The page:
Network Sniffers: What Are They and How Can I Use Them?
A network sniffer “sniffs” or monitors network traffic for information (e.g., where it’s coming from, which device, the protocol used, etc.). Network administrators can use this information to help optimize their environment.
What are example uses for network sniffers?
For example, a network sniffer can monitor network usage and track down someone using excessive bandwidth at a university or business organization. You can also use them to help find security holes in your environment. These are all legitimate uses for a network sniffer.
However, a common use for them today lies in black hat hacking. In the wrong hands, network sniffing tools can allow anyone with little to no hacking skills to monitor network traffic over unsecured WiFi networks in order to steal passwords and other private information. This can give network sniffing tools a bad reputation; however, there are still many legitimate uses for network sniffers.
Network packet sniffing can help enhance your security, performing network penetration testing by monitoring the data and ensuring it is encrypted. Other positive uses of network sniffers include:
- Tracking down network traffic bottlenecks
- Testing firewalls for network security efficacy
- Acquiring statistical data on network bandwidth, availability, etc.
How do network sniffers work?
To best explain how network packet sniffers work, let’s take a step back to review what makes a network work. Networks function as a collection of “nodes,” such as your smartphone, laptop, server, etc., which transfer information over a networked connection. To speed these transfers along their route, networks use packets of data—chunks of data that are broken down and then reassembled after transmission is complete—to help avoid network congestion.
By using network sniffers to “sniff” the packets en route, a user can analyze the traffic via “passive sniffing” (i.e., snooping in on the inflight data) or “active sniffing” (i.e., directly interacting by sending packets and receiving responses from the target devices). The latter unfortunately also allows for cybercrime instances.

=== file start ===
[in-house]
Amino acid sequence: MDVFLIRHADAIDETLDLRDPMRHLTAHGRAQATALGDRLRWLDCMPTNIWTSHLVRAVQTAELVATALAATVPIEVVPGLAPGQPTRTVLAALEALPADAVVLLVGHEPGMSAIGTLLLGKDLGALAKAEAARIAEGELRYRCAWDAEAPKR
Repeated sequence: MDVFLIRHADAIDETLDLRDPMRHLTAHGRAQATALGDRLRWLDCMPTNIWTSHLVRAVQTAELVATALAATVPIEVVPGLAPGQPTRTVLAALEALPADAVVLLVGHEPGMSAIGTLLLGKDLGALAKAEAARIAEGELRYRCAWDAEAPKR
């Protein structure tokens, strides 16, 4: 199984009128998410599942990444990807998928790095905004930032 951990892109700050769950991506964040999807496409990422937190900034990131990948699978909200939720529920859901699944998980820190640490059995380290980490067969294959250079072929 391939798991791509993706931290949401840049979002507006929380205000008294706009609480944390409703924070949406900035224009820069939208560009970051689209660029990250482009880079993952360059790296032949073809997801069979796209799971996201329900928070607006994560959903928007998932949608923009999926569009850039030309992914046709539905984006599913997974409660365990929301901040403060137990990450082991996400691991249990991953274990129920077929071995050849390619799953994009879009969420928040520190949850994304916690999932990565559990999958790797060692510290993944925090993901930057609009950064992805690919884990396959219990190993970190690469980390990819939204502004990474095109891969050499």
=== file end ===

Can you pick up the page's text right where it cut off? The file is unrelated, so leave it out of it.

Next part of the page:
Using encrypted protocols can help prevent unauthorized network sniffing, but since nothing is 100% guaranteed in the world of IT security, using a real-time monitoring system to alert you to any networking abnormalities is a good idea.
What are some of the best network sniffers?
The best network packet sniffer depends on your use case. Are you primarily looking to:
Monitor bandwidth? If you’re wondering what employee is binging online streaming all day, look for a network sniffer that lets you specify non-business traffic, like streaming sites, torrenting, and social media.
Bolster security? Seek out a network sniffer that can detect anomalies and highlight suspicious activities from outside sources, preferably a packet sniffer with real-time alerts.
Maintain performance? All network sniffers should offer this functionality but consider ease of use as well. Having customizable dashboards can prove to be a major plus in preparing stakeholder reports for monitoring metrics.
Finally, consider a network sniffer that can integrate with your existing tools to help keep a lid on costs. PagerDuty is purpose-built to help you extend your budget. Our real-time monitoring solution integrates seamlessly with over 350 tools. There’s a good chance you can use your existing networking tools, saving time, costs, and complexity.
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